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I’ve spent a lot of time in the woods. Everything from wilderness backpacking to day hikes. Inevitably, I found myself wanting to take pictures that would capture the beauty of what I was seeing. The problem is that the photos never seemed to do justice to what I experienced first hand.

After looking at great landscape photos I would find myself thinking, why can’t I do that? You might think you need the very best equipment and lenses. I thought that myself at one time but here is what I’ve discovered. A great photo comes from good composition and proper lighting/exposure. If you will take the time to learn a few basic principles you can often capture landscape photos that will do you proud And the best news is you can do this with something as basic as an iPhone camera as was done with the photo above. To see a larger images, click on any of the photos in this post.

Here are my thoughts on lighting, exposure and composition. Concepts that will allow you to quickly start capturing landscape photos that you can be proud of.

Light

When I was growing up we had rather crude Kodak Instamatic film cameras. One of the first things you were taught was to make sure the sun was behind you whenever possible. This is NOT what you want when photographing a landscape. Ideally you want the light to come from the side but still slightly behind you. This will enhance the shadows in a way that creates texture and depth as opposed to a flat image when the light is directly behind you. In the photo below the light is coming from the sunrise to my right.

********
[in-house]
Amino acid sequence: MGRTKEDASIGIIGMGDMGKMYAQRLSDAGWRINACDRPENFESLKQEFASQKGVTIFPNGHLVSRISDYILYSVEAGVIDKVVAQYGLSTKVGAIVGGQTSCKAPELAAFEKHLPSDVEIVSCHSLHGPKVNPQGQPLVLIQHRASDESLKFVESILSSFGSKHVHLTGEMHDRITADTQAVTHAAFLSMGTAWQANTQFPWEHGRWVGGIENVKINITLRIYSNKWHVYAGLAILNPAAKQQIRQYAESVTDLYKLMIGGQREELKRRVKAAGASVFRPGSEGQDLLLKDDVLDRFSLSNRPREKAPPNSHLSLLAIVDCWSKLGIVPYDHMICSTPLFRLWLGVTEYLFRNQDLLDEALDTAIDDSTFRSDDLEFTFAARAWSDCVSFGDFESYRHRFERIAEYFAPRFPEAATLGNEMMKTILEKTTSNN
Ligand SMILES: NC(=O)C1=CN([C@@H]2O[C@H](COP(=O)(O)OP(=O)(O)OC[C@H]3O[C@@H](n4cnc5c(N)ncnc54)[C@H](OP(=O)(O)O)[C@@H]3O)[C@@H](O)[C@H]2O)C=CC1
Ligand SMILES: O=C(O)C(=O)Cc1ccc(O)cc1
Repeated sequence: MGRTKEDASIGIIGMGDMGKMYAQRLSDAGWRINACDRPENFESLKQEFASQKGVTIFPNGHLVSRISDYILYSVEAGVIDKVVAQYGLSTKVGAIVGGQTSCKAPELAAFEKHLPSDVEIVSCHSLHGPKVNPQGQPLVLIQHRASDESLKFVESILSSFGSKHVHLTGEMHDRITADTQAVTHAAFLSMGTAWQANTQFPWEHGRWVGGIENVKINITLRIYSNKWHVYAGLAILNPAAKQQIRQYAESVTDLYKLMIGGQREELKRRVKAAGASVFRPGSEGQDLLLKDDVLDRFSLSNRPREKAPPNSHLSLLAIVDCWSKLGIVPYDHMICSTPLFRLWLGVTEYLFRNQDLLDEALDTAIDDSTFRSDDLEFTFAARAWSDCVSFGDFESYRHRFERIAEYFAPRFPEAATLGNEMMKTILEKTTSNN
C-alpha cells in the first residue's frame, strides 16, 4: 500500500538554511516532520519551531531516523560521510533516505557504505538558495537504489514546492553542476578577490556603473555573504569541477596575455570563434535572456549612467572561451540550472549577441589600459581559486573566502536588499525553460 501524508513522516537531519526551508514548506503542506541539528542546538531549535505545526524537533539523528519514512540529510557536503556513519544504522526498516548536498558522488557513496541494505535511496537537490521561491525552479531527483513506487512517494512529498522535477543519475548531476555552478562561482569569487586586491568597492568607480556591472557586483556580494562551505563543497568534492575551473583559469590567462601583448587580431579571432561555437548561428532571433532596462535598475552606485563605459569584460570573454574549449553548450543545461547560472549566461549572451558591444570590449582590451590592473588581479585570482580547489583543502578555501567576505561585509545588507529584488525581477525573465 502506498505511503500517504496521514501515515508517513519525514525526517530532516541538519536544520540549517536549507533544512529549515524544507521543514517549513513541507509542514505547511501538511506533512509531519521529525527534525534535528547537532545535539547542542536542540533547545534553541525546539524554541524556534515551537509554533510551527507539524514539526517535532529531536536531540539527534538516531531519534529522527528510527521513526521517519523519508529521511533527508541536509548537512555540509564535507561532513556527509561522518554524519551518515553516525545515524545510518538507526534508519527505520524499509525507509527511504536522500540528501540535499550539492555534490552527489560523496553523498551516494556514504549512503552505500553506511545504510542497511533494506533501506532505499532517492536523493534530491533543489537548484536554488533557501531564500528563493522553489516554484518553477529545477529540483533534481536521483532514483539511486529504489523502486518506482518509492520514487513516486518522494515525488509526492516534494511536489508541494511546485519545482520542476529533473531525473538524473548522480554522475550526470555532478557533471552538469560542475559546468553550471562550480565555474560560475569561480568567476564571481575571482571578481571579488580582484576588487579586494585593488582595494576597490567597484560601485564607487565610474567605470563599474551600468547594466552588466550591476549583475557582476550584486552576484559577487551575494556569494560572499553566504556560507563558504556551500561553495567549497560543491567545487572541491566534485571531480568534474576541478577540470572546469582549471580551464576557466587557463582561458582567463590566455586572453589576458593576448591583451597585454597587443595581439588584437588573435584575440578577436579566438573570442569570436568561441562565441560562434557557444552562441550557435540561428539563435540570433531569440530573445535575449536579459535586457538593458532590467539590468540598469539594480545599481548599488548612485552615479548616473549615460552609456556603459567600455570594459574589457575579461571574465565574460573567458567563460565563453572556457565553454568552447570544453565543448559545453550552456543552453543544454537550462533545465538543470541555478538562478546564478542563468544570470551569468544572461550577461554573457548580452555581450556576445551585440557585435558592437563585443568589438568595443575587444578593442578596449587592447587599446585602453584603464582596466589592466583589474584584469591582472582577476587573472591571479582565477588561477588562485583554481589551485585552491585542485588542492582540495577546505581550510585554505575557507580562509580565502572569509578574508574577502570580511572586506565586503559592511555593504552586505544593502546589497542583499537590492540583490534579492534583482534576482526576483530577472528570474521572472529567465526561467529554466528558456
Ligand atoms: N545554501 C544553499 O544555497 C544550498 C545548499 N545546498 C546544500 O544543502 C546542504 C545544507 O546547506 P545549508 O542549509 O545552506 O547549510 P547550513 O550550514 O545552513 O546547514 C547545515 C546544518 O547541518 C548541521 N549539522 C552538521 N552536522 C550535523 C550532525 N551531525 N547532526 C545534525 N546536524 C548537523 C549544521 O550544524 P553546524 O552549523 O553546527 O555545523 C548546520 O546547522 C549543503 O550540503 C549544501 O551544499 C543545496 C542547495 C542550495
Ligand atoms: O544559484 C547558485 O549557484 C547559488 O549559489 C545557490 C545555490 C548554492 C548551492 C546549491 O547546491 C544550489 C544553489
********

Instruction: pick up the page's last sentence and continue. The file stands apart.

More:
Exposure

One of the real challenges is that trees and foliage will photograph much darker than what the human eye sees. By the same token, sky and snow/ice will quickly overexpose and washout. So what can be done?

The first thing is to realize that a cloudy day can be ideal in many cases. Bright sunny days create lots of harsh shadows while washing out the areas that are in sunlight. Cloudy days create even lighting with none of the harsh shadows.

The sky at higher elevations is often an amazingly deep blue. It is one of the things that I look forward to when hiking. But how can you capture that without over and under exposing the rest of our photo? The only success I have had is to be ready to shoot at early sunrise or as the sun is setting. This is also the time when mountains will often turn shades of pink and orange. The photo below was taken at 6:30 am before the sun had reached full brightness.

On a full sized camera you would want to set the shutter speed and aperture (lens opening) to control the exposure. On a camera phone or pocket camera this is not practical. So here is what you can do. slowly tilt the camera up and down until you have the right amount of exposure on the screen. Now press the shutter part way down. On almost all pocket cameras this will lock the exposure (as well as focus) and you can now frame the picture and shoot.